Background: Knowledge, attitude, and practice (KAP) surveys are representative of a specific population to collect information on what is known, believed, and done about a particular topic and are the most frequently used study tool in health-seeking behaviour research. It serves as an awareness program for the community related to blood donation and the COVID pandemic. It also helps transfusion services be prepared for such a situation in the future regarding how to create awareness and make the community aware of the myths and facts.

Aims: To study the perception of donors towards blood donation during COVID pandemic by conducting a knowledge, attitude and practices a Knowledge, Attitude and Practice (KAP) survey.

Methods: A cross-sectional observational study was conducted on donors who have come for blood donation to our blood center between June to October 2020. A structured questionnaire to assess the knowledge, attitude, and practices of blood donation among donors during the COVID 19 pandemic was prepared and validated by two subject experts in the field. Statistical analysis was done using SPSS version – to know the association of KAP with age, gender and number of donations.

Results: Among 2748 individuals who turned up for blood donation 403 donors participated in the study. The male to female ratio was 19:1. The study participants' mean age was 31.1 years (SD:8.4). 94.3% of donors knew that there was a need for blood donation and 83.1% of them felt it was safe to donate during the pandemic. 63% of the people felt, the reason for eligible people not donating blood is fear of stepping outside due to risk of exposure to COVID. Knowledge about COVID-19 was significantly higher among donors above 30 years when compared to donors below 30 years (p=0.023). Compliance to practices like motivation to mobilize donors and become a regular donor was higher among repeat donors (0.017). There was no significant difference with respect to attitude between the comparison groups.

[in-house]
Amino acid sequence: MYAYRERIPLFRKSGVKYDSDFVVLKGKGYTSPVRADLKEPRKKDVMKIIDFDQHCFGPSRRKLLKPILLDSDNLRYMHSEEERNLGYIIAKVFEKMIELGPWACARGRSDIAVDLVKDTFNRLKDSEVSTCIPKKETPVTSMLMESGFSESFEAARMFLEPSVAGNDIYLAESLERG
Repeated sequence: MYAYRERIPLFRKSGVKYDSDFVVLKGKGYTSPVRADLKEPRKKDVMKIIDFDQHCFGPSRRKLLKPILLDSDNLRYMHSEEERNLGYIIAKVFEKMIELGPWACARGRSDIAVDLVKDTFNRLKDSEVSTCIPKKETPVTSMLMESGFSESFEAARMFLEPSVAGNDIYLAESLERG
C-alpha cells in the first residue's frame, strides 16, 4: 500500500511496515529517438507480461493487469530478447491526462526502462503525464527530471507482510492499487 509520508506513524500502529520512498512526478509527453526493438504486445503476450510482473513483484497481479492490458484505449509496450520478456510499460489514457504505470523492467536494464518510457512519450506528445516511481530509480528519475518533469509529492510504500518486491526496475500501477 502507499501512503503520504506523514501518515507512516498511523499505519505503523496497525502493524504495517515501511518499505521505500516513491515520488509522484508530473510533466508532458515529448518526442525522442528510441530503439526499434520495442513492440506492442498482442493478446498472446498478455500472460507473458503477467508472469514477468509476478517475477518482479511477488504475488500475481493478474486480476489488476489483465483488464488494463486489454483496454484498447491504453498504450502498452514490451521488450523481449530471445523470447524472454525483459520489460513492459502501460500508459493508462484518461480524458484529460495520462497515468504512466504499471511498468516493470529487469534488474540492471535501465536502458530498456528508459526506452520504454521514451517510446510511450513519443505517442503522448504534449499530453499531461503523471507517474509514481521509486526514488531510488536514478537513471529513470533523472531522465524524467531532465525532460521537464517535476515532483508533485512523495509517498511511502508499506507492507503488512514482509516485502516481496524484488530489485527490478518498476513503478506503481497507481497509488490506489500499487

Conclusions: The study revealed that the knowledge and awareness about the need for blood was good. The fear of exposure to COVID was found to be major deterrent factor. Hence, communication of the precautionary measures adopted at blood centres to contain the spread of COVID 19 infection would help in recruiting and retaining the donor population and promotes safe blood donation.